ADRIAN ELLIOTT (Letters, January 28) accuses me of using selective evidence when I said the world of the 1960s was a much better place than now.

He cites the huge unrest taking-place in Algeria at that time. Such violence was going on, but not affecting anywhere else, save the old colonial country, France.

The point of my letter was to say how peaceful the world was in those times and I still maintain I was correct.

Nor was I over-stating the positive features of the past.

Here is a case in point to illustrate how dangerous the world is getting. After leaving the Merchant Navy, I worked in industrial refrigeration and had occasion to work at the propylene gas plant at Ras Lanuf, Libya, when Colonel Gaddafi was in charge.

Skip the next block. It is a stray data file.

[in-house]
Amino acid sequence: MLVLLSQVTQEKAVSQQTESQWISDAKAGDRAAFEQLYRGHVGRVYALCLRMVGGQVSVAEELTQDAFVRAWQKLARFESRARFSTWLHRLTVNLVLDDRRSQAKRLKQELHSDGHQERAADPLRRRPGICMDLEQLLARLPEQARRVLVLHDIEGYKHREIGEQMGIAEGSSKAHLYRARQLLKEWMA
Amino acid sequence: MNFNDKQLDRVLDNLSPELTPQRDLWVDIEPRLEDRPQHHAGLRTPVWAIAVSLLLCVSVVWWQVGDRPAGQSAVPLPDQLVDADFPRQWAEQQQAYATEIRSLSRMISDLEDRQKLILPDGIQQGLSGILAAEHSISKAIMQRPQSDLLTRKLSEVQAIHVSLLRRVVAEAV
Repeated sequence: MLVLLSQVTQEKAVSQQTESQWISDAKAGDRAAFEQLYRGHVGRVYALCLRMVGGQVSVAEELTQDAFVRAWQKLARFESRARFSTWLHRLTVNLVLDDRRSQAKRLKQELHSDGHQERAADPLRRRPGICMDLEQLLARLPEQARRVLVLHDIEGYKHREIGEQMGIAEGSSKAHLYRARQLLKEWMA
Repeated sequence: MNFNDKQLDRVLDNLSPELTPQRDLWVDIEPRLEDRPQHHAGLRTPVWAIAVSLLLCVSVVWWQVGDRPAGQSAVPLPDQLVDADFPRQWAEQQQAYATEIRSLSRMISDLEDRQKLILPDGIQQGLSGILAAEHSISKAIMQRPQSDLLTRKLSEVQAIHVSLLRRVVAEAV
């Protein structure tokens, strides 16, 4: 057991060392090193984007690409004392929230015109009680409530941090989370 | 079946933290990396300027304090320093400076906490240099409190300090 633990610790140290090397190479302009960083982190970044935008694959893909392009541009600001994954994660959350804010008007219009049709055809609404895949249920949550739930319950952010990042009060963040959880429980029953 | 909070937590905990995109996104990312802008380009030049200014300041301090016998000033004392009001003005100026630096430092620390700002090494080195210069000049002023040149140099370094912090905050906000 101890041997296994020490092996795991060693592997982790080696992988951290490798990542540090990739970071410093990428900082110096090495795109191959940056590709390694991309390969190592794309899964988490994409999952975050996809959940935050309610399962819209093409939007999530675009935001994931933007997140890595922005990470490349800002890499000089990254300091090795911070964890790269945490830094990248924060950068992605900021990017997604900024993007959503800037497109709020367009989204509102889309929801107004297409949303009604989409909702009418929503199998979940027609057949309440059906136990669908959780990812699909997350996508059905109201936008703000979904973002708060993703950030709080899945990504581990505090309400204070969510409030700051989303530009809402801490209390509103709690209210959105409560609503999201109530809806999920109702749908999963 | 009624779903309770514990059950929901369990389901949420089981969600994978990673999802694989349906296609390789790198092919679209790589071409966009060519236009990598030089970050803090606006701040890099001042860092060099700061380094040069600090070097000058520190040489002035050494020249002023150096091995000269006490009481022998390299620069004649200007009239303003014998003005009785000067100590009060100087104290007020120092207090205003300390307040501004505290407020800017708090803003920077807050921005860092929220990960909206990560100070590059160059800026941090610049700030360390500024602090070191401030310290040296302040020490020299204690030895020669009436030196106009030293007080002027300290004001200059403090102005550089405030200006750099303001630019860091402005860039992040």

My flight landed in Benghazi and I was met, and driven by, a Libyan engineer to Ras Lanuf.

During six weeks in Libya, I was encountered friendliness and good humour from all Libyans I met. Recently all Westerners were told to leave Benghazi for their own safety.

Proof again of the mayhem gradually taking over the world.

Philip Roe Roman Avenue South, Stamford Bridge.